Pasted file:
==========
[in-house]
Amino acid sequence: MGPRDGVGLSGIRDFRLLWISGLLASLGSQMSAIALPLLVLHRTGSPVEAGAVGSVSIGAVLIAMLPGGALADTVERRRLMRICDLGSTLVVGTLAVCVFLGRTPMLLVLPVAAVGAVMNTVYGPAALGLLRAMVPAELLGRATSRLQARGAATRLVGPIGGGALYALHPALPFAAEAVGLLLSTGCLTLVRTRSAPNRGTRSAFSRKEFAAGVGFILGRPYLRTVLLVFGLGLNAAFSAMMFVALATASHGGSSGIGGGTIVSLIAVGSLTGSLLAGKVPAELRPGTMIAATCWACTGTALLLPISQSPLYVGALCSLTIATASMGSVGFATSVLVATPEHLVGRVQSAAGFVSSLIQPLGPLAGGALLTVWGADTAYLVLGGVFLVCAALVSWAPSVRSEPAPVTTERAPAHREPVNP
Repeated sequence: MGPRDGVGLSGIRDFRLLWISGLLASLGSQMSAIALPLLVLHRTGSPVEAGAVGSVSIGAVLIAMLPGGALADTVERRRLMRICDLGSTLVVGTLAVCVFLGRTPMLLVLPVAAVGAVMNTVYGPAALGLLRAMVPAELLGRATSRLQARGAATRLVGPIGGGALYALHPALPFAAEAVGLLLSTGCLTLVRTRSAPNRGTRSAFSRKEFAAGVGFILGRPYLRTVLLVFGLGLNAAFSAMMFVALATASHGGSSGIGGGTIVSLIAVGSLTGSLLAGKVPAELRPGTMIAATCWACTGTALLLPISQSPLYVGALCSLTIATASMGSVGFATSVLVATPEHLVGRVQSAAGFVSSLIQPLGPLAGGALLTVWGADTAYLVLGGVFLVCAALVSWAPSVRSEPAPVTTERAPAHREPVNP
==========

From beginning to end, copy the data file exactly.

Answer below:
[in-house]
Amino acid sequence: MGPRDGVGLSGIRDFRLLWISGLLASLGSQMSAIALPLLVLHRTGSPVEAGAVGSVSIGAVLIAMLPGGALADTVERRRLMRICDLGSTLVVGTLAVCVFLGRTPMLLVLPVAAVGAVMNTVYGPAALGLLRAMVPAELLGRATSRLQARGAATRLVGPIGGGALYALHPALPFAAEAVGLLLSTGCLTLVRTRSAPNRGTRSAFSRKEFAAGVGFILGRPYLRTVLLVFGLGLNAAFSAMMFVALATASHGGSSGIGGGTIVSLIAVGSLTGSLLAGKVPAELRPGTMIAATCWACTGTALLLPISQSPLYVGALCSLTIATASMGSVGFATSVLVATPEHLVGRVQSAAGFVSSLIQPLGPLAGGALLTVWGADTAYLVLGGVFLVCAALVSWAPSVRSEPAPVTTERAPAHREPVNP
Repeated sequence: MGPRDGVGLSGIRDFRLLWISGLLASLGSQMSAIALPLLVLHRTGSPVEAGAVGSVSIGAVLIAMLPGGALADTVERRRLMRICDLGSTLVVGTLAVCVFLGRTPMLLVLPVAAVGAVMNTVYGPAALGLLRAMVPAELLGRATSRLQARGAATRLVGPIGGGALYALHPALPFAAEAVGLLLSTGCLTLVRTRSAPNRGTRSAFSRKEFAAGVGFILGRPYLRTVLLVFGLGLNAAFSAMMFVALATASHGGSSGIGGGTIVSLIAVGSLTGSLLAGKVPAELRPGTMIAATCWACTGTALLLPISQSPLYVGALCSLTIATASMGSVGFATSVLVATPEHLVGRVQSAAGFVSSLIQPLGPLAGGALLTVWGADTAYLVLGGVFLVCAALVSWAPSVRSEPAPVTTERAPAHREPVNP